"Immediately I was of course eager to get to Jersey City to see Fred. Sister Eunice said she would go with me, and in a few minutes she, Hattie, Sam Scoville, and I were in a carriage driving towards the Fulton Ferry. Upon reaching Jersey City we found that the boys were dining in the depot, an immense building with many tracks and platforms. It has a great cast-iron gallery just


under the roof, apparently placed there with prophetic instinct of these times. There was a crowd of people pressing against the grated doors which were locked, but through which we could see the soldiers. It was with great difficulty that we were at last permitted to go inside, and that object seemed to be greatly aided by a bit of printed satin that some man gave Mr. Scoville.

  "When we were in, a vast area of gray caps and blue overcoats was presented. The boys were eating, drinking, smoking, singing, and laughing. Company A was reported to be here, there, and everywhere. At last Sam spied Fred in the distance and went leaping across the tracks towards him. Immediately afterwards a blue-overcoated figure bristling with knapsack, and haversack, and looking like an assortment of packages, came rushing towards us.

  "Fred was overjoyed you may be sure, and my first impulse was to wipe his face with my handkerchief before I kissed him. He was in high spirits in spite of the weight of blue overcoat, knapsack, etc., etc., that he would have formerly declared intolerable for half an hour.

  "I gave him my handkerchief and Eunice gave him hers, with a sheer motherly instinct that is so


strong within her, and then we filled his haversack with oranges.

  We stayed with Fred about two hours, during which time the gallery was filled with people cheering and waving their handkerchiefs. Every now and then the band played inspiring airs in which the soldiers joined with hearty voices. While some of the companies sang others were being drilled, and all seemed to be having a general jollification. The meal that had been provided was plentiful, and consisted of coffee, lemonade, sandwiches, etc.

  "On our way out we were introduced to the Rev. Mr. Cudworth, chaplain of the regiment. He is a fine-looking man, with black hair and eyes set off by a white havelock. He wore a sword, and Fred touching it asked, 'Is this for use or ornament, sir?'

  "'Let me see you in danger,' answered the chaplain, 'and you'll find out.'

  "I said to him I supposed he had had many entrusted to his kind offices, but I could not forbear adding one more to the number. He answered, 'You may rest assured, Mrs. Stowe, I will do all in my power.'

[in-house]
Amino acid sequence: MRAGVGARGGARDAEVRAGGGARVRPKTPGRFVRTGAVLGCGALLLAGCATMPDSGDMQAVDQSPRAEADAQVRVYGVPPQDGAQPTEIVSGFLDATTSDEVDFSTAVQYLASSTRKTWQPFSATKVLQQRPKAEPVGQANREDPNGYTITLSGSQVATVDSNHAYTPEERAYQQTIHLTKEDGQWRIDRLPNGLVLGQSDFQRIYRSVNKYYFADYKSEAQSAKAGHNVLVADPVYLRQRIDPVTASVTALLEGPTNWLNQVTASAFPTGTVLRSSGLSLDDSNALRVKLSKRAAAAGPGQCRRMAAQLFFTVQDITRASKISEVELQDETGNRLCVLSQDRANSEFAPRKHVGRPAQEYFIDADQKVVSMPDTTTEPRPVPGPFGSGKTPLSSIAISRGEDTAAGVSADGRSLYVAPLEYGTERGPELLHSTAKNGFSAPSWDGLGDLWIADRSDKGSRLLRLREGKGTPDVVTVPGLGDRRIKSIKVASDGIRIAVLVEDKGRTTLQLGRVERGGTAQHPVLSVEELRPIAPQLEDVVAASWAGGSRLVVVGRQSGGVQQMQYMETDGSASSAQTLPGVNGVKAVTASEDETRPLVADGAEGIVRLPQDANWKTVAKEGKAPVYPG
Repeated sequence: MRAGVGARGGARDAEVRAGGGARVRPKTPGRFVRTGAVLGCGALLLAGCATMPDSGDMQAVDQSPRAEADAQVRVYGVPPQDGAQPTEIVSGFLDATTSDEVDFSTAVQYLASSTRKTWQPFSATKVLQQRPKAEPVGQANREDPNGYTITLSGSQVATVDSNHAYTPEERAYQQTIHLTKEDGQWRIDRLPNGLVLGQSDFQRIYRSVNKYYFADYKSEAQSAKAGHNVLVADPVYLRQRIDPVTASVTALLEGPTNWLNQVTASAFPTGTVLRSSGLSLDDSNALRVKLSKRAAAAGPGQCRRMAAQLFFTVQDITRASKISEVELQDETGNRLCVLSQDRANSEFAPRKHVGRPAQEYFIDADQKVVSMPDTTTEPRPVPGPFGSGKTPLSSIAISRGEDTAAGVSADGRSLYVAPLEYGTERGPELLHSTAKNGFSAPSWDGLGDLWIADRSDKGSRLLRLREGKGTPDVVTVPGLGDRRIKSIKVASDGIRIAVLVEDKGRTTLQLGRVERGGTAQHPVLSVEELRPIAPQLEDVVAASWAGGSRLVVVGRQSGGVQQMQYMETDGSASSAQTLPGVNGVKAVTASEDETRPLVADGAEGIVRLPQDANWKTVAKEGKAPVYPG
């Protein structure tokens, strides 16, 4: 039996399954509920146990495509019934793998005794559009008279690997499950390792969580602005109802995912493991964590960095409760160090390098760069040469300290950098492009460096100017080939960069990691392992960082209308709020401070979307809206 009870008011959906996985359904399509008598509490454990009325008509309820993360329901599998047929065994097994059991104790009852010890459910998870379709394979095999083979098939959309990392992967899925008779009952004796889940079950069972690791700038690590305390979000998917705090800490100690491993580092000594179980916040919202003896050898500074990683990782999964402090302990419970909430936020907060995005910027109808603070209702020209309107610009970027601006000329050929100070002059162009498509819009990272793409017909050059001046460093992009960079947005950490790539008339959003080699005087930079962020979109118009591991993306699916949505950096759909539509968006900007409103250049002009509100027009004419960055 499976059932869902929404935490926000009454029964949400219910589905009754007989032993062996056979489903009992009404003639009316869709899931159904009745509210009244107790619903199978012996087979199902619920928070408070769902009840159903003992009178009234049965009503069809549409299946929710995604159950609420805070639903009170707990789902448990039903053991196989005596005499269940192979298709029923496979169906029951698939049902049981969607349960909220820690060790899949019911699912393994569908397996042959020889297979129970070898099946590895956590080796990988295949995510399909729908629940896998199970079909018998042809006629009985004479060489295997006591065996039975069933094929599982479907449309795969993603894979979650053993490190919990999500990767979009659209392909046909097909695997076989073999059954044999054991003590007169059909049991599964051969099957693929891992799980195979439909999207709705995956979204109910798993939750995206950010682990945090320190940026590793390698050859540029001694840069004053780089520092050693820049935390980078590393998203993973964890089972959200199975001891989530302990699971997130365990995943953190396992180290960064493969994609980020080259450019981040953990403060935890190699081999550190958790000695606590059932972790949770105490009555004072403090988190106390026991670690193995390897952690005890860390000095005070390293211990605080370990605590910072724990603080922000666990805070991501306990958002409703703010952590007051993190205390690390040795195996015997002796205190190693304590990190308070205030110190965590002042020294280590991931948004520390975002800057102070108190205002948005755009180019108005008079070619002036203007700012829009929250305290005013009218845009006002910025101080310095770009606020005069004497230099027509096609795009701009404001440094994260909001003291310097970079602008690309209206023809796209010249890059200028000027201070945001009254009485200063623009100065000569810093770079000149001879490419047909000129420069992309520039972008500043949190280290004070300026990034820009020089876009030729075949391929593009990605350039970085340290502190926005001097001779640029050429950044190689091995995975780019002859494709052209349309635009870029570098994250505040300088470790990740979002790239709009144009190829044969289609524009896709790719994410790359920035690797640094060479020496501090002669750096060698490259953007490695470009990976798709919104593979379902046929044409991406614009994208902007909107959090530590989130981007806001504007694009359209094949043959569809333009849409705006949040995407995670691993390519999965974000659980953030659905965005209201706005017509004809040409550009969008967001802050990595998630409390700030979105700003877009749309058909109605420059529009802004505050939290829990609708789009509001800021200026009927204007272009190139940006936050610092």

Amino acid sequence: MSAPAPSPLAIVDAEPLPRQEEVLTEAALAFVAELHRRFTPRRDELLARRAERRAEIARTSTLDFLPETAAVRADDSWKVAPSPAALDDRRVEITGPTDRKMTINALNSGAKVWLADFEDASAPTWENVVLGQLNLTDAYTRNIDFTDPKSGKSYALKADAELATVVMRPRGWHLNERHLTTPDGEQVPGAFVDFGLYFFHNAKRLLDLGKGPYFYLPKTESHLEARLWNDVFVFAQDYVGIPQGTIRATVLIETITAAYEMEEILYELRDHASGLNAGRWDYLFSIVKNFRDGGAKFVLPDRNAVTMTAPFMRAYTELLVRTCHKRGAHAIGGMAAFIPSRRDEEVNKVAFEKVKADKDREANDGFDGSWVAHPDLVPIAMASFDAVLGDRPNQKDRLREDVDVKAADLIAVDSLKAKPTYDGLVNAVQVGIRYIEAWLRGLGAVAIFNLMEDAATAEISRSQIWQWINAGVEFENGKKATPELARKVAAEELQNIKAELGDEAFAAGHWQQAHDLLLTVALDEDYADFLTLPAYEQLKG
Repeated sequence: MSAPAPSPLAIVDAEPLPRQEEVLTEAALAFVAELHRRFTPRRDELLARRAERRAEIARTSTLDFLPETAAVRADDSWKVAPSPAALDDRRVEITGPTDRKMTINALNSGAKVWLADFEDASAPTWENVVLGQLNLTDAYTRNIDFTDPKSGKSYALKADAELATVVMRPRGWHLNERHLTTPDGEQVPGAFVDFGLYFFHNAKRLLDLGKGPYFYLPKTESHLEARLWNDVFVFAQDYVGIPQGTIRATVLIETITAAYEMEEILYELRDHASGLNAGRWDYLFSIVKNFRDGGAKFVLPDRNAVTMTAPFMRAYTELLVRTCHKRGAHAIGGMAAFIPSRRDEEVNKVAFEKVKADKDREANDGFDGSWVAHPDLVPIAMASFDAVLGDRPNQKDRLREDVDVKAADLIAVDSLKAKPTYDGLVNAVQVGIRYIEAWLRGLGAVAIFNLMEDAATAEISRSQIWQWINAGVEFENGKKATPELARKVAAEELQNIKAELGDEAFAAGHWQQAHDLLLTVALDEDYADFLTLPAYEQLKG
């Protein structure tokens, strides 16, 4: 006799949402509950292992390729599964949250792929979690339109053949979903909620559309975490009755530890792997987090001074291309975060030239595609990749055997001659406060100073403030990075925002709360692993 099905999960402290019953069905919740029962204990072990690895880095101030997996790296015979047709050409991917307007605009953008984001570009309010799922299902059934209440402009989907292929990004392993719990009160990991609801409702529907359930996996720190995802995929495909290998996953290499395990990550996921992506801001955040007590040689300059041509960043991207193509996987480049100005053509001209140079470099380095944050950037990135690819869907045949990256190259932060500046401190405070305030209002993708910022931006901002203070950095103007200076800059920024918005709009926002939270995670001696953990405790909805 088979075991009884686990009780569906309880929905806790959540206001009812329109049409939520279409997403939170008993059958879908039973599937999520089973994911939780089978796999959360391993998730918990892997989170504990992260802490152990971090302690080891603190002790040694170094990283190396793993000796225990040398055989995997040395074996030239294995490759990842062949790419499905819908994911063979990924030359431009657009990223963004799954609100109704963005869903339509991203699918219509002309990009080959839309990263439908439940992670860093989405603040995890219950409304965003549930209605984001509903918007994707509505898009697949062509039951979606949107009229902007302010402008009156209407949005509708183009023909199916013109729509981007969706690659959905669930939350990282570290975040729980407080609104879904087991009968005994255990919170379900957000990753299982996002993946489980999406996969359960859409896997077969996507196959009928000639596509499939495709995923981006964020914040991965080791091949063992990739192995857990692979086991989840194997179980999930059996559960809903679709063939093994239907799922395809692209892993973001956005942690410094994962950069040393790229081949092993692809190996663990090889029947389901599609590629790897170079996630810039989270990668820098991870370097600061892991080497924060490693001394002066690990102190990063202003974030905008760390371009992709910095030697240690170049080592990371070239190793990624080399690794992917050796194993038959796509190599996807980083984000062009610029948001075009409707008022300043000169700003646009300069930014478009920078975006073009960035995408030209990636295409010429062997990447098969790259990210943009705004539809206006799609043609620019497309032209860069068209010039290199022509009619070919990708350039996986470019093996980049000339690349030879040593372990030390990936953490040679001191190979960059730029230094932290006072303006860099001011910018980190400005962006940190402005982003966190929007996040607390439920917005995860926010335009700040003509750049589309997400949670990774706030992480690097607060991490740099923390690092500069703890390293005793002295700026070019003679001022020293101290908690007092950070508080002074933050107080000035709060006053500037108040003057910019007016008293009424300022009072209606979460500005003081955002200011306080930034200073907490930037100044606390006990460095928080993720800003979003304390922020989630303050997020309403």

"We parted from Fred at the door. He said he


felt lonesome enough Saturday evening on the Common in Boston, where everybody was taking leave of somebody, and he seemed to be the only one without a friend, but that this interview made up for it all.

  "I saw also young Henry. Like Fred he is mysteriously changed, and wears an expression of gravity and care. So our boys come to manhood in a day. Now I am watching anxiously for the evening paper to tell me that the regiment has reached Washington in safety."

  Then came the news of the first battle of Bull Run. Again there was a long line of farmers' wagons drawn up before the Stone Cabin whose owners wanted to talk matters over with the Professor and his wife. Then came two lively letters from Fred Stowe written on the battle-field. The first day he did not get an opportunity to fire his gun at a real live "reb" all day, and the sun was, as he phrased it, "thundering hot." The shells, as they whizzed through the air, reminded him of great bumble-bees. For his part he had been neither hurt nor scared, and fired his gun only once, and that when he shot a young pig which they roasted on their bayonets and ate with great relish.


  It is impossible for human beings to live all the time on a strain like a bow strung to its utmost tension. Not sombre gloom, but a cheerful excitement, pervaded the household in the old Stone Cabin at Andover most of the time during the War. Cheerfulness, hopefulness, and courage was indeed the atmosphere of Mrs. Stowe's life. She concluded a little speech at the celebration of her seventieth birthday with these words, "Let us never doubt. Everything that ought to happen is going to happen." This was her philosophy of life.